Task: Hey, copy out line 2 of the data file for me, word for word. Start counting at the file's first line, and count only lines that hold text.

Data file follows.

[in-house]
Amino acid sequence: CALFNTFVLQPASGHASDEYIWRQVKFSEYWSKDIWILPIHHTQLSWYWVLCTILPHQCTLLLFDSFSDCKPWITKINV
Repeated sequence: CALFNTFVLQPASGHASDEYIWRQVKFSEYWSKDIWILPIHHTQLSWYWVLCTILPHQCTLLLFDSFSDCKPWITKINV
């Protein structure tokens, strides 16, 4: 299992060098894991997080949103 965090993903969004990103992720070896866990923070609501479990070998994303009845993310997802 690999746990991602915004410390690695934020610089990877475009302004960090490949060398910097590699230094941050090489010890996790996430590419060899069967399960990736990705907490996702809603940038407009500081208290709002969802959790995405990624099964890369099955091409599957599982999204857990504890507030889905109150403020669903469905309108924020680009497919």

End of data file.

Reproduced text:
Amino acid sequence: CALFNTFVLQPASGHASDEYIWRQVKFSEYWSKDIWILPIHHTQLSWYWVLCTILPHQCTLLLFDSFSDCKPWITKINV